17.10.2023: Expanding OIDAR scope: Foreign firms asked to comply with GST norm

The goods and services tax (GST) authorities have issued intimation notices to about 70 foreign firms, which include subscription-based service providers, educational technology, online gaming, and advertising companies, to ensure compliance with the new tax norms.

Effective from October 1, the new regulations now make all digital firms, including heavyweights like Netflix, Google, Facebook, and Spotify, liable for an integrated GST (IGST) of 18 per cent. This applies irrespective of whether the services provided are for personal or business use.

With the new norms in place, the government anticipates collecting around ₹2,000 crore in the current financial year (2023-24), a significant increase from the approximately ₹700 crore collected in the last financial year (2022-23) from foreign firms offering a raft of digital services in India, said a government official in the know.

Previously, only business-to-business services were subject to IGST, and individuals and government entities were not required to pay tax on services acquired for non-business purposes from overseas Online Information Database Access and Retrieval (OIDAR) service providers located outside of Indian jurisdiction.

“We are monitoring firms that have been avoiding GST. Larger players in the subscription model have largely complied, with some exceptions in certain revenue streams. However, many midto small-sized players have yet to register for tax purposes. It is crucial to remit taxes and file returns under the OIDAR provisions,” an official said.

According to this official, online gaming and advertising firms, including smaller subscription-based players, have been among the major defaulters. These new norms aim to ensure compliance when overseas entities provide services to the Indian user base.

Any overseas supplier offering services to Indian consumers will now have to follow a simplified registration process under the GST law, either directly or through representatives in India, and ensure tax compliance. This includes paying IGST of 18 per cent on a forward charge basis, with the responsibility for collecting tax from the recipient and remitting it to the government resting on the service provider.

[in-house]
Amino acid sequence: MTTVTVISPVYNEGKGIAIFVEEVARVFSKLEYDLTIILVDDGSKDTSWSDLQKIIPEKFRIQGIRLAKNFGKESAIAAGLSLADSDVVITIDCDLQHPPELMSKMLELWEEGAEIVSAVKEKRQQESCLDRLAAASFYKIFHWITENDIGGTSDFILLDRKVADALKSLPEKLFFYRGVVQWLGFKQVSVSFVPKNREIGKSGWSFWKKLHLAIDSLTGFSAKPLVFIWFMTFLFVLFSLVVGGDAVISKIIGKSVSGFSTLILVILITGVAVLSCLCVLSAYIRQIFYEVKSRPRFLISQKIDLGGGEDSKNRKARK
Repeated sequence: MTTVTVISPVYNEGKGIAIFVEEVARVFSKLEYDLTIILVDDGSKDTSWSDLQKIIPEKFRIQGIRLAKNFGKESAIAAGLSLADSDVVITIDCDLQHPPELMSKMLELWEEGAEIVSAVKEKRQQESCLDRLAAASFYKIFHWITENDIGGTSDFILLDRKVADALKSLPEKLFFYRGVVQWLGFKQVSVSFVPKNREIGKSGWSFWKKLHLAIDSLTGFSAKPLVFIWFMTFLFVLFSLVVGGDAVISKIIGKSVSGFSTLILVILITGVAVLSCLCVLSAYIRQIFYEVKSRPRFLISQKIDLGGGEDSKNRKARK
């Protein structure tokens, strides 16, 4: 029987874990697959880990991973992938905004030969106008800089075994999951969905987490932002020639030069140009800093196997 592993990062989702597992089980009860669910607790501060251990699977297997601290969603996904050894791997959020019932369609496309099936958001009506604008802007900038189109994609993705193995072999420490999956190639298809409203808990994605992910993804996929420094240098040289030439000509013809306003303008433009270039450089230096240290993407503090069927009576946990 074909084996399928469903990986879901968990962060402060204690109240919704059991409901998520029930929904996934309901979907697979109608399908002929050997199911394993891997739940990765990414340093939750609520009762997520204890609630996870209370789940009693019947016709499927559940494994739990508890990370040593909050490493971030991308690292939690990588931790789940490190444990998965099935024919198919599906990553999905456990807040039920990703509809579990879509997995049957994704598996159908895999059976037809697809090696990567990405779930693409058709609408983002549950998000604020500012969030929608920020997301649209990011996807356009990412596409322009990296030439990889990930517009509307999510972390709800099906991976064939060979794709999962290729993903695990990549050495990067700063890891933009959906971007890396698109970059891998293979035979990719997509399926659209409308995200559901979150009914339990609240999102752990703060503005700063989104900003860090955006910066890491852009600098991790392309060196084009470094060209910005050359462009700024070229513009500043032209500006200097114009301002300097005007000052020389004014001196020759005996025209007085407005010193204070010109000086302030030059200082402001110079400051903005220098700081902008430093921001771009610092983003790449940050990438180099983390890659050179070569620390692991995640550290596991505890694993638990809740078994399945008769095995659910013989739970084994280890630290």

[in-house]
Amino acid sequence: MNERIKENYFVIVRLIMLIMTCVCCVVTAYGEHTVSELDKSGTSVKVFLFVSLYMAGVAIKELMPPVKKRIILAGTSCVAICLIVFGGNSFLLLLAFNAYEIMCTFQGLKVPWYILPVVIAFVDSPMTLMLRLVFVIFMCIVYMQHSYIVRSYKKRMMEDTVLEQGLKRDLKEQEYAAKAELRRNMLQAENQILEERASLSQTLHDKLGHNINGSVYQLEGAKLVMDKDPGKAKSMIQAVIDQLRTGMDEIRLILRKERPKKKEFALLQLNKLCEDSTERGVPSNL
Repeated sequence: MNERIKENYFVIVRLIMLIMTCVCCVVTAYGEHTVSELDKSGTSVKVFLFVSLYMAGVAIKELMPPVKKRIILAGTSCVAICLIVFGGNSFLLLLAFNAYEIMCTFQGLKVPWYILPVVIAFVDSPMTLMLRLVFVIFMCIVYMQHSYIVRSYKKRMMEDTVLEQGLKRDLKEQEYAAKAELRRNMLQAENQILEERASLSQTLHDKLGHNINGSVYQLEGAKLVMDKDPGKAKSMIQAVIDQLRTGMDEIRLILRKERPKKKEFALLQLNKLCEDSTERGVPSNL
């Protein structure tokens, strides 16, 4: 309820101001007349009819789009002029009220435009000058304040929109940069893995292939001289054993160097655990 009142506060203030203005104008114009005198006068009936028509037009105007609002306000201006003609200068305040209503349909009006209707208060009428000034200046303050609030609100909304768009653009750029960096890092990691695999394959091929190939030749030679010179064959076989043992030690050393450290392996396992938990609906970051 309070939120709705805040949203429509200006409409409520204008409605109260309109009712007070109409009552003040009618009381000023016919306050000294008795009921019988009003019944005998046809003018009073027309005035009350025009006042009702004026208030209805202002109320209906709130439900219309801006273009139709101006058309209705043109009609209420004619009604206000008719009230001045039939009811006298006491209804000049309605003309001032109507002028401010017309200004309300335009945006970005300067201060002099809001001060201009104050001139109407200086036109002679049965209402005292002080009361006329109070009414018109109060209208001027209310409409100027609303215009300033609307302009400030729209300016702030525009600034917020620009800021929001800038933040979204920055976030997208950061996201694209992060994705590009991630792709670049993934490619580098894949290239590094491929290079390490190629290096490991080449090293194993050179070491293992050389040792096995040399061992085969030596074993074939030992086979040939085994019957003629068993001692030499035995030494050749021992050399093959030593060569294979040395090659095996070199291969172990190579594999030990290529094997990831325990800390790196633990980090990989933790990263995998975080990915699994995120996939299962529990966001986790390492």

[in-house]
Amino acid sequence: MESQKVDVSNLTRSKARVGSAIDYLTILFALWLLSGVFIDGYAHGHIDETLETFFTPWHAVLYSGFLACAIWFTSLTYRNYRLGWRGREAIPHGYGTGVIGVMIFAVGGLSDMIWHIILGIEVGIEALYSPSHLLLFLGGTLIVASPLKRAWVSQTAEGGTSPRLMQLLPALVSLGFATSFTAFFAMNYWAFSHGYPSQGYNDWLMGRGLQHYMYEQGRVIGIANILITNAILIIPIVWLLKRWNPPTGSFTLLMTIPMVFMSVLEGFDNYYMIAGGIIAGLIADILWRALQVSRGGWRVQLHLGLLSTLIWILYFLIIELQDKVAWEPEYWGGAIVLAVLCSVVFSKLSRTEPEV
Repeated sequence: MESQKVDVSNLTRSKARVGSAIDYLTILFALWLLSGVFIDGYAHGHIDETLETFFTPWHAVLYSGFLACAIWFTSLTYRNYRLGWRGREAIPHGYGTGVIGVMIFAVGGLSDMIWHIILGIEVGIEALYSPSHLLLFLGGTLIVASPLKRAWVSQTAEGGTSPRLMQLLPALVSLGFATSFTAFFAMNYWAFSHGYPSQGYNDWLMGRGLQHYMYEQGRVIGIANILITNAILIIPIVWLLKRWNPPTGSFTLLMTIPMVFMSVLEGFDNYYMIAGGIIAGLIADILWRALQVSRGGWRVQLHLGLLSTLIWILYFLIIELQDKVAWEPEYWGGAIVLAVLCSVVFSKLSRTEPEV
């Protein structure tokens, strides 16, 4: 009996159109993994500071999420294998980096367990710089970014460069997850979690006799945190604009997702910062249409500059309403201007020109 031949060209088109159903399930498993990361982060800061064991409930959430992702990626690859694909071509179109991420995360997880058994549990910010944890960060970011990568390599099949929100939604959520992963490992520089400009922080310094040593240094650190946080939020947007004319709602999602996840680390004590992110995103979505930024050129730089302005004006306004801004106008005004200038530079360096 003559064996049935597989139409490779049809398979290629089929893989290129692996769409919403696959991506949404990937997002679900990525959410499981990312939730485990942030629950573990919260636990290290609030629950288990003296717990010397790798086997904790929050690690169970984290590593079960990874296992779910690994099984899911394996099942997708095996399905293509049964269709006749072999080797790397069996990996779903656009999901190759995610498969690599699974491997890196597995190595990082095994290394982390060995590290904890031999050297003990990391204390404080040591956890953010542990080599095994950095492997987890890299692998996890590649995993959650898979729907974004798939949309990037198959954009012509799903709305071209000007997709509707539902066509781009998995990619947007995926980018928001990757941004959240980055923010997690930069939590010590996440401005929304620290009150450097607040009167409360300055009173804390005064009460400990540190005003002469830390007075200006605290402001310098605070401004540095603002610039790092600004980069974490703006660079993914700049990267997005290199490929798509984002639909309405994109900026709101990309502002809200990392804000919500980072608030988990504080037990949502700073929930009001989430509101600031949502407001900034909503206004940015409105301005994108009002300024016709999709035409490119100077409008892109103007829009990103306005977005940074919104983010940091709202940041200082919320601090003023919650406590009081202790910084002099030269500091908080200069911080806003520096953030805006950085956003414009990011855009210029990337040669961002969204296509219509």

In Union Budget 2023, the central government expanded the scope of OIDAR services, eliminating previous exemptions and removing the term ‘minimal human intervention’.

Additionally, Section 16 of the IGST Act expanded the definition of ‘non-taxable online recipient’ to include non-registered recipients, thereby shifting the burden of tax collection to the service providers.

Tax officials believe that these new norms will also ensure that multiple revenue streams from services that were previously not covered will now be subject to compliance.

OIDAR enlists certain illustrative services such as advertising, Cloud services, ebooks, movies, music, software, data and information retrieval services, data storage, and online gaming services delivered through online and internet platforms.

Experts note that foreign OIDAR service providers, such as over-the-top platforms and social media companies, generate substantial revenue from their Indian customer base.

Notably, online education services, gaming, and advertising, which were previously considered outside the scope of OIDAR services, now fall under the amended definition. OIDAR service providers must analyse the impact of these changes carefully.

While live streaming of events and classes might continue to be exempt, providing access to libraries or recorded videos will be subject to GST.

Source: Business Standard 

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